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Tax Treaties: United States And Australia



Tax Treaties: United States And Australia

Quick Summary.  Located “down under” in the Southern Hemisphere and covering the Indian and Pacific Oceans, Australia consists of a mainland continent, the island of Tasmania, and several smaller islands. Australia comprises six states and 10 territories, with its capital at Canberra. Australia boasts the world’s 14th-largest economy and one of the highest per-capita incomes in the world.

Australia is a parliamentary, federal constitutional monarchy.  Its system of government combines elements of the systems of the United Kingdom and the United States.  Its constitution provides for a bicameral Parliament, with a Senate and House of Representatives, as well as a monarch.  Its executive branch, the Federal Executive Council, is comprised of a prime minister and other ministers.  In addition, its judicial branch is headed by the High Court of Australia.

Australia is a member of the United Nations, G20, OECD, and World Trade Organization.

Treaty.  

Currency. Australian Dollar (AUD)

Common Legal Entities.  Public company (“Limited” or Ltd), private company (“Proprietary Limited” or Pty Ltd), partnership, corporate limited partnership, trust, superannuation fund, and branches.

Tax Authorities.  Australian Taxation Office, States and Territories Revenue Offices, Foreign Investment Review Board

Tax Treaties. Australia is party to more than 40 tax treaties and is a signatory to the OECD MLI.  

Corporate Income Tax Rate.  30%

Individual Tax Rate.  Up to 45%

Corporate Capital Gains Tax Rate.  30%

Individual Capital Gains Tax Rate. Taxed at marginal ordinary income rates.  Exclusions may apply based upon holding term.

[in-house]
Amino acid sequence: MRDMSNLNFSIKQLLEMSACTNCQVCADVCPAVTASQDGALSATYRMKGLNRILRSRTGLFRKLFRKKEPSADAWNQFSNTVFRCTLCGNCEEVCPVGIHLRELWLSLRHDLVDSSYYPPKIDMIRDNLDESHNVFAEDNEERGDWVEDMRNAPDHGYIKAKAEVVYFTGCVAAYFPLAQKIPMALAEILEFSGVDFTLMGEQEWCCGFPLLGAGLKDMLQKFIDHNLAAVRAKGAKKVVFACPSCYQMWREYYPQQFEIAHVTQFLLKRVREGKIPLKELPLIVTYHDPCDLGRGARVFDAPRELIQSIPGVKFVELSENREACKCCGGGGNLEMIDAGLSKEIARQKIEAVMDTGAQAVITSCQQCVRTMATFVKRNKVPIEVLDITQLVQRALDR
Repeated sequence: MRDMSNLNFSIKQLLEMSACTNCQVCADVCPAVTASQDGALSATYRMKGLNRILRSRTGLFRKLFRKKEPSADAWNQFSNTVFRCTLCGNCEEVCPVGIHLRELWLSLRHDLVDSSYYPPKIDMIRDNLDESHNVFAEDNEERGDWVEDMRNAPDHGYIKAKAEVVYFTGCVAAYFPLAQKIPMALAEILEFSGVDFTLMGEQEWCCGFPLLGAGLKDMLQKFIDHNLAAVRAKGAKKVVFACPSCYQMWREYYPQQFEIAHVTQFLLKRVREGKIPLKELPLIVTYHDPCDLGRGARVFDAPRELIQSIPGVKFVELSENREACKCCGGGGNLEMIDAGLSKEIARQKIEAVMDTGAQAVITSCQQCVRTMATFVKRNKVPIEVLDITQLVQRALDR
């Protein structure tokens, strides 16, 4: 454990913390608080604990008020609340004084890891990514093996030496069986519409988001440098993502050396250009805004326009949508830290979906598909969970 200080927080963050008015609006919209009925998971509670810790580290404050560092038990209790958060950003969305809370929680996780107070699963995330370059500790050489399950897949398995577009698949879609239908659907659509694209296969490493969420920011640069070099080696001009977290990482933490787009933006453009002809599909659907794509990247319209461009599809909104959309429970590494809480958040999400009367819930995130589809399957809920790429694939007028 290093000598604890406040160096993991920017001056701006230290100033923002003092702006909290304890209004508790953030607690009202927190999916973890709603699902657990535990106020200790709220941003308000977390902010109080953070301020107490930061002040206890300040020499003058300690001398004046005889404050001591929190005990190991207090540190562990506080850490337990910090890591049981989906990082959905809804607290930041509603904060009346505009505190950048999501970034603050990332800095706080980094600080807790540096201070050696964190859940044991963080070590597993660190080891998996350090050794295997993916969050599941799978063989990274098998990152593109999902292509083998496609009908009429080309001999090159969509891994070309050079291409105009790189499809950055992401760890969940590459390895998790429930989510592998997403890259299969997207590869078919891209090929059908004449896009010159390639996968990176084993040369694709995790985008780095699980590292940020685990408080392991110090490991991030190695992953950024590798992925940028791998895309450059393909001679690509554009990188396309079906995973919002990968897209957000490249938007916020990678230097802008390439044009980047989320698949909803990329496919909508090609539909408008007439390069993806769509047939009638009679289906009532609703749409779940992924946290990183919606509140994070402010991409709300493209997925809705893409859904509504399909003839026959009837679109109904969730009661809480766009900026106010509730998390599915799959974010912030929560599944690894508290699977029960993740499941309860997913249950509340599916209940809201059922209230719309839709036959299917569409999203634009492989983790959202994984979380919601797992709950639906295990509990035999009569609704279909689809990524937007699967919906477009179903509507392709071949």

Residence.  Individual tax residence is based upon domicile, physical presence test, or contributions to certain superannuation funds.  Australia also implements a “temporary resident” concept.

Withholding Tax.

            Dividends.  0% / 30%

            Interest.  0% / 10%

            Royalties.  0% / 30%

Transfer Pricing. Australia applies transfer pricing rules, generally based upon comparable uncontrolled price, resale price and other methods.  

CFC Rules.  Yes, Australia applies a controlled foreign company (CFC) regime under certain circumstances.

Hybrid Treatment.  Effective 2019, Australia has implemented hybrid mismatch rules that adhere to action 2 of the OECD/G20 Base Erosion and Profit Shifting (BEPS) project.

Inheritance/estate tax. No.


Tax System, Generally

Australian resident corporations are subject to income tax on a worldwide basis, at a marginal rate reaching 30 percent. Various exclusions, credits, and other special rules operate to provide a participation exemption for certain categories of foreign-source income. Income that may be entirely or partially exempt include dividends paid out of active earnings of a foreign affiliate, capital gains from a foreign permanent establishment, and foreign branch profits.